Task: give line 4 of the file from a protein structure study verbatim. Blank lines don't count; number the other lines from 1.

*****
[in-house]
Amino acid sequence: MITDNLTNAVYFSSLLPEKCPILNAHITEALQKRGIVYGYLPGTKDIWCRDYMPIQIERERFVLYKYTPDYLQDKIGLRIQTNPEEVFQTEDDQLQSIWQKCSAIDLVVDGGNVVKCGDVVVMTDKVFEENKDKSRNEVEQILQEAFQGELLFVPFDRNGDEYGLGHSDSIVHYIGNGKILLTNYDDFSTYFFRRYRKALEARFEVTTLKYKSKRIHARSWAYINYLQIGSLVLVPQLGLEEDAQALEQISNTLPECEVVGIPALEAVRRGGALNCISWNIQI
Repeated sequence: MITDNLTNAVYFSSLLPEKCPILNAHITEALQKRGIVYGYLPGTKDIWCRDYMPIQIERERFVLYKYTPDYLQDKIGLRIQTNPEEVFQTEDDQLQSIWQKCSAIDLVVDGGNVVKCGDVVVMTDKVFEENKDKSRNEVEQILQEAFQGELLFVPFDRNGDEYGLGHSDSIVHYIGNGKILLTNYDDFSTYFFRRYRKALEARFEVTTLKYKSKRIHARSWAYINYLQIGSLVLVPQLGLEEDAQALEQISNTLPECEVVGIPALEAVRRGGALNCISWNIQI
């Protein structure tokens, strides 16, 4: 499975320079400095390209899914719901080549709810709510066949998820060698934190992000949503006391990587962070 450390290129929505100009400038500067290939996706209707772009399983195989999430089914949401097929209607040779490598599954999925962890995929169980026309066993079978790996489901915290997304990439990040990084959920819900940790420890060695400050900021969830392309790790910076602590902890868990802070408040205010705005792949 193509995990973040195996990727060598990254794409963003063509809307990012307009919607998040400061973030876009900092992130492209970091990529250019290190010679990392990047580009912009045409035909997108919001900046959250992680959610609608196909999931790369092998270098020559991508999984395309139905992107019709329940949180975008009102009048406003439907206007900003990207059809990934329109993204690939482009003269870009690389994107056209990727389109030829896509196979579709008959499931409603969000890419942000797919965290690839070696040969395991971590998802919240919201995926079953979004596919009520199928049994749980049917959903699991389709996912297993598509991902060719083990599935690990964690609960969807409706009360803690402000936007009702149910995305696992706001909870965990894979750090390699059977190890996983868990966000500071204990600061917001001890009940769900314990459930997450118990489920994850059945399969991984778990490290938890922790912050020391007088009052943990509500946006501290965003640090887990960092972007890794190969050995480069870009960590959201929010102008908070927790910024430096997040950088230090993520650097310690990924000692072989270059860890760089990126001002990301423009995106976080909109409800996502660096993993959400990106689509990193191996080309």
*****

């Protein structure tokens, strides 16, 4: 499975320079400095390209899914719901080549709810709510066949998820060698934190992000949503006391990587962070 450390290129929505100009400038500067290939996706209707772009399983195989999430089914949401097929209607040779490598599954999925962890995929169980026309066993079978790996489901915290997304990439990040990084959920819900940790420890060695400050900021969830392309790790910076602590902890868990802070408040205010705005792949 193509995990973040195996990727060598990254794409963003063509809307990012307009919607998040400061973030876009900092992130492209970091990529250019290190010679990392990047580009912009045409035909997108919001900046959250992680959610609608196909999931790369092998270098020559991508999984395309139905992107019709329940949180975008009102009048406003439907206007900003990207059809990934329109993204690939482009003269870009690389994107056209990727389109030829896509196979579709008959499931409603969000890419942000797919965290690839070696040969395991971590998802919240919201995926079953979004596919009520199928049994749980049917959903699991389709996912297993598509991902060719083990599935690990964690609960969807409706009360803690402000936007009702149910995305696992706001909870965990894979750090390699059977190890996983868990966000500071204990600061917001001890009940769900314990459930997450118990489920994850059945399969991984778990490290938890922790912050020391007088009052943990509500946006501290965003640090887990960092972007890794190969050995480069870009960590959201929010102008908070927790910024430096997040950088230090993520650097310690990924000692072989270059860890760089990126001002990301423009995106976080909109409800996502660096993993959400990106689509990193191996080309």